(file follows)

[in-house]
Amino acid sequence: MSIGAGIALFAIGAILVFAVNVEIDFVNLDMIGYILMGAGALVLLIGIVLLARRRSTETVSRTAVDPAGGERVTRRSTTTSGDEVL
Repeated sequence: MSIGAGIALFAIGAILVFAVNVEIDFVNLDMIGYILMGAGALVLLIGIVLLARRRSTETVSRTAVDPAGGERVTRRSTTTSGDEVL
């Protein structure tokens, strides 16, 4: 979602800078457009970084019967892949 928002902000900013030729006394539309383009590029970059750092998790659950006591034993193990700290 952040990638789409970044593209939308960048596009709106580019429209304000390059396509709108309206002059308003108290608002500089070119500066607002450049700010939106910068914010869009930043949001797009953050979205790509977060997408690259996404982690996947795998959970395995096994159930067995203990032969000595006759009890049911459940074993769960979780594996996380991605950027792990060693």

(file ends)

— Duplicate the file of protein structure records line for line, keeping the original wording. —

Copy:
[in-house]
Amino acid sequence: MSIGAGIALFAIGAILVFAVNVEIDFVNLDMIGYILMGAGALVLLIGIVLLARRRSTETVSRTAVDPAGGERVTRRSTTTSGDEVL
Repeated sequence: MSIGAGIALFAIGAILVFAVNVEIDFVNLDMIGYILMGAGALVLLIGIVLLARRRSTETVSRTAVDPAGGERVTRRSTTTSGDEVL
């Protein structure tokens, strides 16, 4: 979602800078457009970084019967892949 928002902000900013030729006394539309383009590029970059750092998790659950006591034993193990700290 952040990638789409970044593209939308960048596009709106580019429209304000390059396509709108309206002059308003108290608002500089070119500066607002450049700010939106910068914010869009930043949001797009953050979205790509977060997408690259996404982690996947795998959970395995096994159930067995203990032969000595006759009890049911459940074993769960979780594996996380991605950027792990060693």